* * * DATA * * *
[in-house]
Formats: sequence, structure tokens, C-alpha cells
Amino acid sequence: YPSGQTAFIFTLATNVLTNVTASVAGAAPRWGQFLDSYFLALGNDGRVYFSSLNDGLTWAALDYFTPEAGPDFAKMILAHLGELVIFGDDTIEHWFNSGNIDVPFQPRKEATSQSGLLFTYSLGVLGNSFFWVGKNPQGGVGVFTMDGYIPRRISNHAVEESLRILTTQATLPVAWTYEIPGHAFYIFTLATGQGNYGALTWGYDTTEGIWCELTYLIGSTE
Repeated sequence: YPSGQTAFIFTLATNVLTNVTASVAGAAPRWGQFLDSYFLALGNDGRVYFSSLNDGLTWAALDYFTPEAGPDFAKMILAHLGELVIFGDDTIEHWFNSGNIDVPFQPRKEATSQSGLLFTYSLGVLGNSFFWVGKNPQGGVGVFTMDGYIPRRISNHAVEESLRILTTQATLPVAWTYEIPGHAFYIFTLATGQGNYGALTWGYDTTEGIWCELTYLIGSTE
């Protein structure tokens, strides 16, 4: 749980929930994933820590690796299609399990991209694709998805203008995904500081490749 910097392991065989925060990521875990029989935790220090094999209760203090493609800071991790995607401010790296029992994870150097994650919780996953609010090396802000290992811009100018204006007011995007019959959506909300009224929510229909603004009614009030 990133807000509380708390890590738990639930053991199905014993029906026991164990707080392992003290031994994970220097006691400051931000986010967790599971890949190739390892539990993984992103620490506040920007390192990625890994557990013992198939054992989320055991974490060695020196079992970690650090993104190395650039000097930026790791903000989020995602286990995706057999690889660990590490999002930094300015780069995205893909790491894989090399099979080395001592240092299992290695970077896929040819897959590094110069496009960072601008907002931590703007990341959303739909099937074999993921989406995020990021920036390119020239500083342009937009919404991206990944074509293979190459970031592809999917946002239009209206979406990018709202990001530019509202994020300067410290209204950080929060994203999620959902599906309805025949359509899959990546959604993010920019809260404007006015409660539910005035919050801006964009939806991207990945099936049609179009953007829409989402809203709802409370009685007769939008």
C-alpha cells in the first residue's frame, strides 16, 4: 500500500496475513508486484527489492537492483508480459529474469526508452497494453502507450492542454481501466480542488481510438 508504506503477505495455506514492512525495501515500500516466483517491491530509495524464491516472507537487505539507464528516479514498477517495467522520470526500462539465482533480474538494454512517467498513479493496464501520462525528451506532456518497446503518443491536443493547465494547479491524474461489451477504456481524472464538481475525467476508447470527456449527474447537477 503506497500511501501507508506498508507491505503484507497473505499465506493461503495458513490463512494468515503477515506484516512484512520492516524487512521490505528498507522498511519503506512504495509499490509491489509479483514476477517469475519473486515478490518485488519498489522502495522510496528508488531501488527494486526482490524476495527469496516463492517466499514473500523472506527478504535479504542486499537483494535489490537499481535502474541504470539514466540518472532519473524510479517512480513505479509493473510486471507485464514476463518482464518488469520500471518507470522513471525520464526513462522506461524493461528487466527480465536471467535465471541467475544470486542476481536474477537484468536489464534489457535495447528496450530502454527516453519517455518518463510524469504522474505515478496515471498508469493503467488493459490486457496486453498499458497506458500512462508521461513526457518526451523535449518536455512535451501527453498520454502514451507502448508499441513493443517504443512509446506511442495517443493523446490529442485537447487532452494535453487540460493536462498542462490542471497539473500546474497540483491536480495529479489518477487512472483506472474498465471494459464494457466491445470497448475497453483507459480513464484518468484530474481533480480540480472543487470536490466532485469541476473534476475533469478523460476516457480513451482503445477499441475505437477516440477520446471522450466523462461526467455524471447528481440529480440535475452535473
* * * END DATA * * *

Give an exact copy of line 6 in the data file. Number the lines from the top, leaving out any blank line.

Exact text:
C-alpha cells in the first residue's frame, strides 16, 4: 500500500496475513508486484527489492537492483508480459529474469526508452497494453502507450492542454481501466480542488481510438 508504506503477505495455506514492512525495501515500500516466483517491491530509495524464491516472507537487505539507464528516479514498477517495467522520470526500462539465482533480474538494454512517467498513479493496464501520462525528451506532456518497446503518443491536443493547465494547479491524474461489451477504456481524472464538481475525467476508447470527456449527474447537477 503506497500511501501507508506498508507491505503484507497473505499465506493461503495458513490463512494468515503477515506484516512484512520492516524487512521490505528498507522498511519503506512504495509499490509491489509479483514476477517469475519473486515478490518485488519498489522502495522510496528508488531501488527494486526482490524476495527469496516463492517466499514473500523472506527478504535479504542486499537483494535489490537499481535502474541504470539514466540518472532519473524510479517512480513505479509493473510486471507485464514476463518482464518488469520500471518507470522513471525520464526513462522506461524493461528487466527480465536471467535465471541467475544470486542476481536474477537484468536489464534489457535495447528496450530502454527516453519517455518518463510524469504522474505515478496515471498508469493503467488493459490486457496486453498499458497506458500512462508521461513526457518526451523535449518536455512535451501527453498520454502514451507502448508499441513493443517504443512509446506511442495517443493523446490529442485537447487532452494535453487540460493536462498542462490542471497539473500546474497540483491536480495529479489518477487512472483506472474498465471494459464494457466491445470497448475497453483507459480513464484518468484530474481533480480540480472543487470536490466532485469541476473534476475533469478523460476516457480513451482503445477499441475505437477516440477520446471522450466523462461526467455524471447528481440529480440535475452535473